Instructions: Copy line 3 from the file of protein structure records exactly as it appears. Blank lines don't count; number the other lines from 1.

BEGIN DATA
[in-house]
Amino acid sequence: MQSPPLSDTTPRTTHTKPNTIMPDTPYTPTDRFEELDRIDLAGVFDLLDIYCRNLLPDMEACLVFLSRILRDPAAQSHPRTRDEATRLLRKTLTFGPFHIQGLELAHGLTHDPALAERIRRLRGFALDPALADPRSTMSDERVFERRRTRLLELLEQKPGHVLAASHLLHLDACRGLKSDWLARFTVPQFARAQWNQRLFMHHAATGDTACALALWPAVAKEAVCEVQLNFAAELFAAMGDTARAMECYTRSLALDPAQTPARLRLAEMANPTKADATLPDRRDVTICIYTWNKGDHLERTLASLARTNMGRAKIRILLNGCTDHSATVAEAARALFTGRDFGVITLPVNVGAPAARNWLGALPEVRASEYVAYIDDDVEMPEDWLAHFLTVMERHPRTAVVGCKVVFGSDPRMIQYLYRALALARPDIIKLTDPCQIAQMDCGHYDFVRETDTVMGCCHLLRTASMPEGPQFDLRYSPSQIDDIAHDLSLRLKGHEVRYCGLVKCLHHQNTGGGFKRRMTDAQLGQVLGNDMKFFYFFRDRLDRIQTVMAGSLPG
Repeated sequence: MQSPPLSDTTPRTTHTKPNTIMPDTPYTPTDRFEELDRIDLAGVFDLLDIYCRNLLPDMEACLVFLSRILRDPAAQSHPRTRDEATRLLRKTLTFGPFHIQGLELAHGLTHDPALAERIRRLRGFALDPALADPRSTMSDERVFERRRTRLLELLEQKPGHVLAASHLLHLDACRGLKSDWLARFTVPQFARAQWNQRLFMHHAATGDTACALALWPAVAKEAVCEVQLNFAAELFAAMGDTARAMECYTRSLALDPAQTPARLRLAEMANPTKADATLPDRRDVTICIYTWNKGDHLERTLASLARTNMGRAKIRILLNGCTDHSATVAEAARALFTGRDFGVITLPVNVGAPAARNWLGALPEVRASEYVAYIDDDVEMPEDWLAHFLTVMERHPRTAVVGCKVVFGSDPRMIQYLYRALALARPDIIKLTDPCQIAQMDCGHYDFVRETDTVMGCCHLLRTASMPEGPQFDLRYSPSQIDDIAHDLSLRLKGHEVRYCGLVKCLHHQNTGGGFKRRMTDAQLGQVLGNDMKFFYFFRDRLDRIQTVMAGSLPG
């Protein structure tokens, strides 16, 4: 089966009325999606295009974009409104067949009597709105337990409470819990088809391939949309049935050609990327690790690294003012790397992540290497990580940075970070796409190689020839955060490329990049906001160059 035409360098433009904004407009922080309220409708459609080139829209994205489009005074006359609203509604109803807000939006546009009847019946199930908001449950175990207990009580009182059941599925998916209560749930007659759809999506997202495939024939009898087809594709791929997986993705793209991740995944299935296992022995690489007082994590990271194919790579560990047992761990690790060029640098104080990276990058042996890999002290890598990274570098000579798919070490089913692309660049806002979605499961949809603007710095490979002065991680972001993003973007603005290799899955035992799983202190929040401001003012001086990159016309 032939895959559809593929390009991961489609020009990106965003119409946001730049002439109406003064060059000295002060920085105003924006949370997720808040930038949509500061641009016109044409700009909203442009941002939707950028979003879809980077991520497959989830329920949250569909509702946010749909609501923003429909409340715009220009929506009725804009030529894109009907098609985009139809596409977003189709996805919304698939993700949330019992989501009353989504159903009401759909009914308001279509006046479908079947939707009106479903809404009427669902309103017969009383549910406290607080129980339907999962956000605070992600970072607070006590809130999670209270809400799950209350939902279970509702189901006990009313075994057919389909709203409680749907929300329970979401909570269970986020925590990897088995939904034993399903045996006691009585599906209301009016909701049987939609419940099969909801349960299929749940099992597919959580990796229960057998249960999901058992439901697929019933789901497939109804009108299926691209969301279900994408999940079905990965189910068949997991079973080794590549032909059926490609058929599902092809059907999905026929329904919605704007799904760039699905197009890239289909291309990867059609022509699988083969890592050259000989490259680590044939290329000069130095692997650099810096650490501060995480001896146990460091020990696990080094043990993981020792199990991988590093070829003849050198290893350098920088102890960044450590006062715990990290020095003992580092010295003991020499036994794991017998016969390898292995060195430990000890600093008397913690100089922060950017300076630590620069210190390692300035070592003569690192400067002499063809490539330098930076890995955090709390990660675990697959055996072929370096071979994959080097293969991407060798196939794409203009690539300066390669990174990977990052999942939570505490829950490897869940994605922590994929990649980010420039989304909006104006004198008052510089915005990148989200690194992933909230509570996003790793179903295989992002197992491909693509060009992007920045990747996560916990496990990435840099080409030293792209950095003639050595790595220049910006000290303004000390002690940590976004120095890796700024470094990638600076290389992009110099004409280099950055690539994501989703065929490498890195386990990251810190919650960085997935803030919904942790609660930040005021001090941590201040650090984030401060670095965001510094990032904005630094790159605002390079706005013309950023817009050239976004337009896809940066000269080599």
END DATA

Repeated sequence: MQSPPLSDTTPRTTHTKPNTIMPDTPYTPTDRFEELDRIDLAGVFDLLDIYCRNLLPDMEACLVFLSRILRDPAAQSHPRTRDEATRLLRKTLTFGPFHIQGLELAHGLTHDPALAERIRRLRGFALDPALADPRSTMSDERVFERRRTRLLELLEQKPGHVLAASHLLHLDACRGLKSDWLARFTVPQFARAQWNQRLFMHHAATGDTACALALWPAVAKEAVCEVQLNFAAELFAAMGDTARAMECYTRSLALDPAQTPARLRLAEMANPTKADATLPDRRDVTICIYTWNKGDHLERTLASLARTNMGRAKIRILLNGCTDHSATVAEAARALFTGRDFGVITLPVNVGAPAARNWLGALPEVRASEYVAYIDDDVEMPEDWLAHFLTVMERHPRTAVVGCKVVFGSDPRMIQYLYRALALARPDIIKLTDPCQIAQMDCGHYDFVRETDTVMGCCHLLRTASMPEGPQFDLRYSPSQIDDIAHDLSLRLKGHEVRYCGLVKCLHHQNTGGGFKRRMTDAQLGQVLGNDMKFFYFFRDRLDRIQTVMAGSLPG